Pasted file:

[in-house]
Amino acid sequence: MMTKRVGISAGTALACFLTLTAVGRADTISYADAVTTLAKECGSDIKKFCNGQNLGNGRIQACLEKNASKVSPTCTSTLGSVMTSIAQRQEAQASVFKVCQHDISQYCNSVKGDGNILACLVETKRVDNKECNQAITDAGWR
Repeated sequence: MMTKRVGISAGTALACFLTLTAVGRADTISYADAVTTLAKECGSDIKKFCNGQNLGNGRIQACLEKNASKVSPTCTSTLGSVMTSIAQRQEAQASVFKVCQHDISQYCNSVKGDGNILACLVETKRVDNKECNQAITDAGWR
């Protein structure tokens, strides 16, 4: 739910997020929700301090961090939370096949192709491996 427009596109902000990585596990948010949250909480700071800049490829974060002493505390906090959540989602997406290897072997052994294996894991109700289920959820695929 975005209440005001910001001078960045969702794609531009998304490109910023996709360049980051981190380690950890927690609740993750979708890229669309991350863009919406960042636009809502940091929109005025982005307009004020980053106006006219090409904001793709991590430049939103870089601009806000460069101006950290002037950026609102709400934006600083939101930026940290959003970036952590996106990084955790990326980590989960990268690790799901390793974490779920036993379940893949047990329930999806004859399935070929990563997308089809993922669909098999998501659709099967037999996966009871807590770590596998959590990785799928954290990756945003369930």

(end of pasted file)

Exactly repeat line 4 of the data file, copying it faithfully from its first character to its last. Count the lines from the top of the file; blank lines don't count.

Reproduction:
């Protein structure tokens, strides 16, 4: 739910997020929700301090961090939370096949192709491996 427009596109902000990585596990948010949250909480700071800049490829974060002493505390906090959540989602997406290897072997052994294996894991109700289920959820695929 975005209440005001910001001078960045969702794609531009998304490109910023996709360049980051981190380690950890927690609740993750979708890229669309991350863009919406960042636009809502940091929109005025982005307009004020980053106006006219090409904001793709991590430049939103870089601009806000460069101006950290002037950026609102709400934006600083939101930026940290959003970036952590996106990084955790990326980590989960990268690790799901390793974490779920036993379940893949047990329930999806004859399935070929990563997308089809993922669909098999998501659709099967037999996966009871807590770590596998959590990785799928954290990756945003369930």